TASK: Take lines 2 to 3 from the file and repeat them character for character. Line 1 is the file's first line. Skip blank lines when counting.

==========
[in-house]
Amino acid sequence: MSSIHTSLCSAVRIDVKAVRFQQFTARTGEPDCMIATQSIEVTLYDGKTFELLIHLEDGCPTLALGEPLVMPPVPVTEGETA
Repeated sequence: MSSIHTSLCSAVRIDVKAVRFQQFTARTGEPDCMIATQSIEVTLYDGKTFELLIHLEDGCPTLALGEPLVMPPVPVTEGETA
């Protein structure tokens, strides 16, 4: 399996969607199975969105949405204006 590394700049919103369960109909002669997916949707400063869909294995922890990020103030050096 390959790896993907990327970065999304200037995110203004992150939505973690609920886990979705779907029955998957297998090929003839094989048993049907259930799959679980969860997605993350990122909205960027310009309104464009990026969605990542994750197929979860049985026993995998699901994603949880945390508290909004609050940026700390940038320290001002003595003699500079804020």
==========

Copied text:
Amino acid sequence: MSSIHTSLCSAVRIDVKAVRFQQFTARTGEPDCMIATQSIEVTLYDGKTFELLIHLEDGCPTLALGEPLVMPPVPVTEGETA
Repeated sequence: MSSIHTSLCSAVRIDVKAVRFQQFTARTGEPDCMIATQSIEVTLYDGKTFELLIHLEDGCPTLALGEPLVMPPVPVTEGETA